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Is it possible to derive Ohm's law (perhaps in some appropriate limit) from Maxwell's Equations?

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For a simple theory behind Ohm's law, see e.g. the Drude model at Wikipedia or this Phys.SE post. –  Qmechanic Oct 16 '12 at 0:09
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Ohm's law $\vec\jmath=\sigma\vec{E}$ can be derived rigorously in the limit of small electric fields using linear response theory. This leads to Kubo's formula for the electric conductivity, which relates $\sigma$ to the zero frequency limit of the retarded current-current correlation function.

$$ \sigma^{\alpha\beta}(q)=\lim_{\omega\to0}\frac{1}{-i\omega}\left\{\frac{ne^2}{m}\delta^{\alpha\beta} - i\langle[j^\alpha(\omega,q),j^\beta(-\omega,-q)]\rangle \right\} $$

(This derivation, of course, involves more than just Maxwell's equation. This is properly derived in the context of non-equilibrium field theory.) The Drude model is a model for the spectral function of the current-current correlation function in terms of a single ``collision time''. This model can be derived within kinetic theory, which is applicable when interactions are weak and the correlation function can be computed in terms of quasi-particles.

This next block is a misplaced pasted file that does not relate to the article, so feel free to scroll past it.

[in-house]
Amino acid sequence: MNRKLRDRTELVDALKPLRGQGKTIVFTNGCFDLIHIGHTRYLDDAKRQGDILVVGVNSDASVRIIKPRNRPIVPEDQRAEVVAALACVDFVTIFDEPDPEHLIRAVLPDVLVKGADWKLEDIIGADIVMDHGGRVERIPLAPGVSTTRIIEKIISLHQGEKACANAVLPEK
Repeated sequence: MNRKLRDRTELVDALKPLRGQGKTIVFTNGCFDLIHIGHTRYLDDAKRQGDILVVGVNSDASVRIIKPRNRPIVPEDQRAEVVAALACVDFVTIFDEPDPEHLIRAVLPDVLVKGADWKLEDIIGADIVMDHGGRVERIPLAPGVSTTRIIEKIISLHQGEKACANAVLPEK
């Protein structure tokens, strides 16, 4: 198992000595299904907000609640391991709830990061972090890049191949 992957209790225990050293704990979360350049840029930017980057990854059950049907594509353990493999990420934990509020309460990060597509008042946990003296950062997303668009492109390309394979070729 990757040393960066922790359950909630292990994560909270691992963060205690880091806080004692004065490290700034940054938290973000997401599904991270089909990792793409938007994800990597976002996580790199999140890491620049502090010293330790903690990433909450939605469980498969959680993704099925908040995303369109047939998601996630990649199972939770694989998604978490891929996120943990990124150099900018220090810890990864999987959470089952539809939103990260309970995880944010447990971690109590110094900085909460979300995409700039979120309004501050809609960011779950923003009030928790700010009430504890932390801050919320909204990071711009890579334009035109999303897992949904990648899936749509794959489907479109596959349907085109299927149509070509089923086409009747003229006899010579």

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No, it is an approximation and not derived from first principles. It is based on empirical observations.

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Are you talking about Ohm's law of the Maxwell equations? :D –  NiftyKitty95 Oct 16 '12 at 7:36
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